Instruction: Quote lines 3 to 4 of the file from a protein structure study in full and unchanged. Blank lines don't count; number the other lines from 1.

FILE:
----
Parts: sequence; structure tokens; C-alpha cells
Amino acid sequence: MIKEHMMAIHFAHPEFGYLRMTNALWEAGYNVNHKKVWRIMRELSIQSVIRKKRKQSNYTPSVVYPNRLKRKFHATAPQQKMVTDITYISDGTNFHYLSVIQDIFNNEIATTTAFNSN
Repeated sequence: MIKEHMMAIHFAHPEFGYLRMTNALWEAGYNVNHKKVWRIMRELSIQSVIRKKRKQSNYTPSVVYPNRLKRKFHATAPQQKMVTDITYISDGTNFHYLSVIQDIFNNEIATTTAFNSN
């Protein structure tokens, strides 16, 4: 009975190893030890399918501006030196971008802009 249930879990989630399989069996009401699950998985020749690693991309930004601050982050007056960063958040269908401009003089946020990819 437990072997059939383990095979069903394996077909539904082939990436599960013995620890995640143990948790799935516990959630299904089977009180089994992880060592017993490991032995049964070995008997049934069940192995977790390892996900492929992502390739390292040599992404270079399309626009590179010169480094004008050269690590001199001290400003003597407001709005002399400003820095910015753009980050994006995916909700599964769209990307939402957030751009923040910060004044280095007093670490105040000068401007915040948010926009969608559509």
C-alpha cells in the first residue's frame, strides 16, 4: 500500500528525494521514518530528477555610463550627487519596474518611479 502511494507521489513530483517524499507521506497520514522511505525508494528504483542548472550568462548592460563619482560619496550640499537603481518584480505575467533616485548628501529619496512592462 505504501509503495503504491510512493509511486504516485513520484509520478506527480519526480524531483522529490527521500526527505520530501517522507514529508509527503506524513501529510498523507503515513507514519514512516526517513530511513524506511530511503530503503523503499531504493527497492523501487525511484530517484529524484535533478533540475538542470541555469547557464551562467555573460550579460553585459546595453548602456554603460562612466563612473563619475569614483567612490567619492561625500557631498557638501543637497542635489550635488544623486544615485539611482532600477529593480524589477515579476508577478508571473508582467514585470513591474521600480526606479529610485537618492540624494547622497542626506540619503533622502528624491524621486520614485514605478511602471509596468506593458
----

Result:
Repeated sequence: MIKEHMMAIHFAHPEFGYLRMTNALWEAGYNVNHKKVWRIMRELSIQSVIRKKRKQSNYTPSVVYPNRLKRKFHATAPQQKMVTDITYISDGTNFHYLSVIQDIFNNEIATTTAFNSN
């Protein structure tokens, strides 16, 4: 009975190893030890399918501006030196971008802009 249930879990989630399989069996009401699950998985020749690693991309930004601050982050007056960063958040269908401009003089946020990819 437990072997059939383990095979069903394996077909539904082939990436599960013995620890995640143990948790799935516990959630299904089977009180089994992880060592017993490991032995049964070995008997049934069940192995977790390892996900492929992502390739390292040599992404270079399309626009590179010169480094004008050269690590001199001290400003003597407001709005002399400003820095910015753009980050994006995916909700599964769209990307939402957030751009923040910060004044280095007093670490105040000068401007915040948010926009969608559509």